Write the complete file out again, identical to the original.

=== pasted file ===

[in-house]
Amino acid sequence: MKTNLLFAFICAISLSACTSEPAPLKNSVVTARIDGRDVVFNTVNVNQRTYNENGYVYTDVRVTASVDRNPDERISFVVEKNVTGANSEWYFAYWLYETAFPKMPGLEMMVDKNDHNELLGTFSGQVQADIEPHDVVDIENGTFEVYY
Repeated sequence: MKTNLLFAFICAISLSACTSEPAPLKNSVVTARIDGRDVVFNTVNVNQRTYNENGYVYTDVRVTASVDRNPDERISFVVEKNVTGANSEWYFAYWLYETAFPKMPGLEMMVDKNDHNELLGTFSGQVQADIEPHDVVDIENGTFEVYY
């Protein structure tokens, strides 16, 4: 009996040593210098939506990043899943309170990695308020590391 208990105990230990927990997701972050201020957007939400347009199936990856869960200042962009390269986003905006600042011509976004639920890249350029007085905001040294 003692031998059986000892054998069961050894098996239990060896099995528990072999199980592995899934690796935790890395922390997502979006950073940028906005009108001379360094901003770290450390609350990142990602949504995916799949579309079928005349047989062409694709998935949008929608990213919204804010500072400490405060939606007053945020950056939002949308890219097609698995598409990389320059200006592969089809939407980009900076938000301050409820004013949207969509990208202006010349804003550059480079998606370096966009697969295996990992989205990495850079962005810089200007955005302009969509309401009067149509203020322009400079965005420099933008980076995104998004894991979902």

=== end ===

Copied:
[in-house]
Amino acid sequence: MKTNLLFAFICAISLSACTSEPAPLKNSVVTARIDGRDVVFNTVNVNQRTYNENGYVYTDVRVTASVDRNPDERISFVVEKNVTGANSEWYFAYWLYETAFPKMPGLEMMVDKNDHNELLGTFSGQVQADIEPHDVVDIENGTFEVYY
Repeated sequence: MKTNLLFAFICAISLSACTSEPAPLKNSVVTARIDGRDVVFNTVNVNQRTYNENGYVYTDVRVTASVDRNPDERISFVVEKNVTGANSEWYFAYWLYETAFPKMPGLEMMVDKNDHNELLGTFSGQVQADIEPHDVVDIENGTFEVYY
């Protein structure tokens, strides 16, 4: 009996040593210098939506990043899943309170990695308020590391 208990105990230990927990997701972050201020957007939400347009199936990856869960200042962009390269986003905006600042011509976004639920890249350029007085905001040294 003692031998059986000892054998069961050894098996239990060896099995528990072999199980592995899934690796935790890395922390997502979006950073940028906005009108001379360094901003770290450390609350990142990602949504995916799949579309079928005349047989062409694709998935949008929608990213919204804010500072400490405060939606007053945020950056939002949308890219097609698995598409990389320059200006592969089809939407980009900076938000301050409820004013949207969509990208202006010349804003550059480079998606370096966009697969295996990992989205990495850079962005810089200007955005302009969509309401009067149509203020322009400079965005420099933008980076995104998004894991979902």